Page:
As the menswear shows bounced from London to Florence and Milan before concluding in Paris on Sunday, January 19, the headlines were as chaotic as ever — from rumblings of World War III to US president Trump’s impeachment amidst the global outcry following the devastating bushfires in Australia, the latest in Brexit and Prince Harry and Meghan Markle’s abdication of royalty. Closer to home, Taoiseach Leo Varadkar called yesterday’s election.
While the 2020s commenced with a litany of problems, men’s fashion week took place anyway. Designers have to sell clothes, ultimately. They also reflect the times but less chaotic were the collections than the clarity they exuded — men’s fashion is well and truly in flux. Sit back and pay attention to the top five trends.
A sustainable proposition: support local. At London Fashion Week Men’s Dublin native, Robyn Lynch, delivered a standout collection of reworked Irish classics. Irish linen, woven in Donegal, is cut into tailored jackets and pants while Aran knits are fused with tracksuits.
Her key innovation is hybridising the Aran knit with sportswear elements — intricate knits are spliced with technical nylons.
“We are trying to celebrate the Irish Aran jumper while introducing it to a new customer that perhaps might not have related to this garment before. It’s a great aspect of Irish culture so it’s just trying to put my twist on that,” said Lynch.
Meanwhile, twists are also intrinsic to Jonathan Anderson’s operations in Paris at his own label JW Anderson and the Spanish luxury giant LOEWE.
Anderson, in contrast to Lynch, proposes something distinctly formal with brushstrokes of womenswear and couture. Take for example his JW Anderson collection — there were tent-like jackets in smart check, sleeveless peplum tops with micro-pleats, robe coats and shirts morphed into tunics. In its experimentation, it looked oh so sophisticated.
Meanwhile, at LOEWE, the Derryman turned his attention to contrasts. Considering ‘notions of motion and tension, with a sense of optimism pushed to an obscure edge’, he presented double-breasted tailoring with a prom dress worn over it as an apron, alongside capes that were actually coats. Nothing is as it seems and it comes from the mind of a genius Irishman.
One of the biggest changes in menswear was the rapid-fire attacks designers launched on fragile masculinity. The Gucci show notes condemned the mien of ‘toxic male’ and the ensuing collection was full of foppish femmes — a time-travelling exercise through the wardrobes of men in the ’70s to the early ’00s. Think ’70s glam rock metallic trousers with respectable tailoring of the ’90s, to baggy ripped jeans of early ’00s celebrities heartthrobs and beyond. This is before you take into account the baby doll dresses.
Men’s fashion is changing — let the art of dressing be your oyster, proclaims the Italian brand.
Elsewhere at Milan Fashion Week, at No 21, the label favoured backless and frontless knits, short shorts for the office. Daring and sexy, daringly sexual — perhaps a bit much for the workplace but that’s only half of your week.
The offering was more tempered at Dries van Noten where the Belgian combined louche, patterned velvets with fox furs and crystal embellishments but it still looked luxurious with dreamily irreverent styling.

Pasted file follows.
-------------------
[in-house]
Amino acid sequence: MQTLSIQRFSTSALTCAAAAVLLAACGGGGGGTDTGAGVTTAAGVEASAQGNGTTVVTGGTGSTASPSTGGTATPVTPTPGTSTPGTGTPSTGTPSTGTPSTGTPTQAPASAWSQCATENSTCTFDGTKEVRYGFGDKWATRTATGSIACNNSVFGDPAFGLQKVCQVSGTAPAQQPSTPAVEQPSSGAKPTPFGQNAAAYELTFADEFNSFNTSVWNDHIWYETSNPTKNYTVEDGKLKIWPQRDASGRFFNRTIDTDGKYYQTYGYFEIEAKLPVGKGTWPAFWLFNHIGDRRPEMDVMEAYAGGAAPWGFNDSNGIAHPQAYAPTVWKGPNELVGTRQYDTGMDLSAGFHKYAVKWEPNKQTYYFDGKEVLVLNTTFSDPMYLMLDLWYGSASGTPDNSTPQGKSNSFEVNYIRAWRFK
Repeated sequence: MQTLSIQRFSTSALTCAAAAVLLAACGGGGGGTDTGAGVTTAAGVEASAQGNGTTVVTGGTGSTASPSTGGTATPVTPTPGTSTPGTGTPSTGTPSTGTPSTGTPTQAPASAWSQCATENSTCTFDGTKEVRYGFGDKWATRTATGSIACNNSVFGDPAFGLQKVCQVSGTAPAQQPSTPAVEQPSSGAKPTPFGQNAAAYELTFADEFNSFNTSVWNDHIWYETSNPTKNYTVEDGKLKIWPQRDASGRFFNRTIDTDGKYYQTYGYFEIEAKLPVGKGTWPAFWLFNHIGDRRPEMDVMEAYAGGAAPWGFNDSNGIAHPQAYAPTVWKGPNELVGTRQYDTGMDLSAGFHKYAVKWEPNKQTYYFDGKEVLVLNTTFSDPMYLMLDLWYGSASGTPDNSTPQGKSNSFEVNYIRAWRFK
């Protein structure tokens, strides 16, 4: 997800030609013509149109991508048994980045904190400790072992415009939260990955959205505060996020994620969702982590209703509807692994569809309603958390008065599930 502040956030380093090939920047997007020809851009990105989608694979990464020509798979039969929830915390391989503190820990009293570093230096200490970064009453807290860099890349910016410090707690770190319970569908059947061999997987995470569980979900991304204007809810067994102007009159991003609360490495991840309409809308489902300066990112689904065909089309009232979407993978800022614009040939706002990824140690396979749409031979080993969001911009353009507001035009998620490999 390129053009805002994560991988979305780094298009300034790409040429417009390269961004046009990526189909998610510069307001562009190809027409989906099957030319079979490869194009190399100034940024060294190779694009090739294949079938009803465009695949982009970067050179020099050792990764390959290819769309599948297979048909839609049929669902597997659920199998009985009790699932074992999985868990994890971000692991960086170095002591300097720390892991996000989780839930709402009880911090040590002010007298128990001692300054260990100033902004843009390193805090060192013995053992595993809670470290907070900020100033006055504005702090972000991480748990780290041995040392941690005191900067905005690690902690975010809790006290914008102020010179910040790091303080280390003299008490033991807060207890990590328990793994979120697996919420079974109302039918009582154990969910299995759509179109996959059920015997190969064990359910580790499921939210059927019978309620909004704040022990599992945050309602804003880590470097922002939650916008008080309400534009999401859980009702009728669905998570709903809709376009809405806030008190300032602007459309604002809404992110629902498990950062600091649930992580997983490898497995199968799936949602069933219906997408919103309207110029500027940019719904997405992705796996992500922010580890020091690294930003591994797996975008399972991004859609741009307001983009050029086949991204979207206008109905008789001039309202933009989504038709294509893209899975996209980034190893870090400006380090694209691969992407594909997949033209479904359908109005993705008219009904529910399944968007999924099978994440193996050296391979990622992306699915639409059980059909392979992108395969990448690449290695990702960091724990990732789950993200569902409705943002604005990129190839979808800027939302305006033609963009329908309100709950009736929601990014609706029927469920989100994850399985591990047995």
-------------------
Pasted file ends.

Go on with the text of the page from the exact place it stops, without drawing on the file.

The takeaway: traditional notions of what is considered acceptable have been bulldozed; flattened even, making way for new interpretations of what men’s wardrobes can look like. Pick and choose your tribes as you please. There are no limits anymore.
Undoubtedly, one must rely on the inconclusive nature of manhood to truly tell the menswear story. For every abandoning of tradition, there were still arbiters of straightforward, uncomplicated fashion around.
It was at Dior Men where artistic director Kim Jones tasked himself with a relatively strict palette of slate grey, sky blue and beige with the occasional smattering of pattern and embellishment. It was quintessentially modern and luxurious. You walked away wanting those sumptuous leather jackets and slick tailoring. (The opera gloves are optional.) The same could be said for Givenchy. The brand offered high-waisted tailoring in bold shades, buttoned-down shirts, and neatly tailored outerwear, styled with square-toed boots, which was effortlessly contemporary. Subtle twists paid off — it was classic yet subversive.
‘Classic yet subversive’ rang true at Louis Vuitton where tailoring was given an update with cascading ruffles and traditional outerwear was superimposed with images of the Parisian sky. Picked apart its success was in its safety. This one is ready for your wardrobe.
Tom Ford is another — no man could resist one of his ’90s-inspired suits, coming in a bold range of colours from vermilion to dusty rose.
Other designers relied on the past to reinvent the wheel. The Italian label Etro reflected on its history to carry itself forward. The brand’s signature heritage paisley patterns enriched velvet coats and a jacquard sweater, while a punk spirit contrasted with the prim and proper equestrian flair that ran through the collection.
Ralph Lauren and Alexander McQueen honoured an enduring emblem of men’s fashion — rigorous tailoring. While streetwear and sportswear have experienced peaks and troughs, there is a sort of formal resurgence on the runways. Suit up.
At both of these presentations, it was reflected in its strictest and most beautiful form. The polished dinner jackets of Ralph Lauren, in the finest cashmere and velvets, bought into a high society fantasy that cements fashion as a powerful tool.
At McQueen, the couture-like craftsmanship and sleight-of-hand build a feminine spirit into precisely-tailored suiting — see for example richly decorative embellishment and a striking colour palette. Timelessness still has currency. But designers like Sarah Burton at McQueen show that age-old crafts like tailoring can be elevated in the next decade.